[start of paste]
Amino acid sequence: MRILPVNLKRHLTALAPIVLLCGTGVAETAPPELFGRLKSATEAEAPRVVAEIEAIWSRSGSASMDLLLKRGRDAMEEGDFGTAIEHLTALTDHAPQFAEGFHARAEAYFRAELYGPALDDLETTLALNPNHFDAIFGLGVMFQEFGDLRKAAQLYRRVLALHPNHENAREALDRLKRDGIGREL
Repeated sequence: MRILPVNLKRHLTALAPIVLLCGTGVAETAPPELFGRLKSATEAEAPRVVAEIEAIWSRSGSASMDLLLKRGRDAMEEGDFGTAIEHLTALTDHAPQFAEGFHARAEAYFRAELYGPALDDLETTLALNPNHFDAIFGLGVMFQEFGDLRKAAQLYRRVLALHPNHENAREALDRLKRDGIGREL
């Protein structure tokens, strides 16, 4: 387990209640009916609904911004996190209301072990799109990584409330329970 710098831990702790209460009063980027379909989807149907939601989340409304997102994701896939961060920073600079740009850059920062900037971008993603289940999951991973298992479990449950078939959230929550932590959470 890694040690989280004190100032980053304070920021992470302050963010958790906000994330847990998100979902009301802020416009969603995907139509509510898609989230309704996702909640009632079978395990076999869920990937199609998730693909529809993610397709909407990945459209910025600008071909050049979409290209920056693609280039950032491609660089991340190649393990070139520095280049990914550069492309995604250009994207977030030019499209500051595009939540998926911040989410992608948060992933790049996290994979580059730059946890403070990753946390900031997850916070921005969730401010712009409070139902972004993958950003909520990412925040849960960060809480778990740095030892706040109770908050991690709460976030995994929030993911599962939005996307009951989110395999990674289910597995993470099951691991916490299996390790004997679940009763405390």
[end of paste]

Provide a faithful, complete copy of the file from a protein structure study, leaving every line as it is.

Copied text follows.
Amino acid sequence: MRILPVNLKRHLTALAPIVLLCGTGVAETAPPELFGRLKSATEAEAPRVVAEIEAIWSRSGSASMDLLLKRGRDAMEEGDFGTAIEHLTALTDHAPQFAEGFHARAEAYFRAELYGPALDDLETTLALNPNHFDAIFGLGVMFQEFGDLRKAAQLYRRVLALHPNHENAREALDRLKRDGIGREL
Repeated sequence: MRILPVNLKRHLTALAPIVLLCGTGVAETAPPELFGRLKSATEAEAPRVVAEIEAIWSRSGSASMDLLLKRGRDAMEEGDFGTAIEHLTALTDHAPQFAEGFHARAEAYFRAELYGPALDDLETTLALNPNHFDAIFGLGVMFQEFGDLRKAAQLYRRVLALHPNHENAREALDRLKRDGIGREL
């Protein structure tokens, strides 16, 4: 387990209640009916609904911004996190209301072990799109990584409330329970 710098831990702790209460009063980027379909989807149907939601989340409304997102994701896939961060920073600079740009850059920062900037971008993603289940999951991973298992479990449950078939959230929550932590959470 890694040690989280004190100032980053304070920021992470302050963010958790906000994330847990998100979902009301802020416009969603995907139509509510898609989230309704996702909640009632079978395990076999869920990937199609998730693909529809993610397709909407990945459209910025600008071909050049979409290209920056693609280039950032491609660089991340190649393990070139520095280049990914550069492309995604250009994207977030030019499209500051595009939540998926911040989410992608948060992933790049996290994979580059730059946890403070990753946390900031997850916070921005969730401010712009409070139902972004993958950003909520990412925040849960960060809480778990740095030892706040109770908050991690709460976030995994929030993911599962939005996307009951989110395999990674289910597995993470099951691991916490299996390790004997679940009763405390």